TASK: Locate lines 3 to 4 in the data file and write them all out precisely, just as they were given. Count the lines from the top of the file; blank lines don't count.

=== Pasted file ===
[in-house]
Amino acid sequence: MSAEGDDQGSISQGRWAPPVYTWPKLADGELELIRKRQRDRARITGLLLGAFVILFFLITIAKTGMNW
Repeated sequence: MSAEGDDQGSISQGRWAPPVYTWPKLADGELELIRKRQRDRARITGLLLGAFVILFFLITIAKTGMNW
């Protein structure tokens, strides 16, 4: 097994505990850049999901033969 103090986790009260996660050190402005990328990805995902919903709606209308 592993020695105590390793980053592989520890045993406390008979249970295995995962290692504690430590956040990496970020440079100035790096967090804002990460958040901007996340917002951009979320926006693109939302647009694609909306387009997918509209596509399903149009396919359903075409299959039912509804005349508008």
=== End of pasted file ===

Repeated sequence: MSAEGDDQGSISQGRWAPPVYTWPKLADGELELIRKRQRDRARITGLLLGAFVILFFLITIAKTGMNW
């Protein structure tokens, strides 16, 4: 097994505990850049999901033969 103090986790009260996660050190402005990328990805995902919903709606209308 592993020695105590390793980053592989520890045993406390008979249970295995995962290692504690430590956040990496970020440079100035790096967090804002990460958040901007996340917002951009979320926006693109939302647009694609909306387009997918509209596509399903149009396919359903075409299959039912509804005349508008």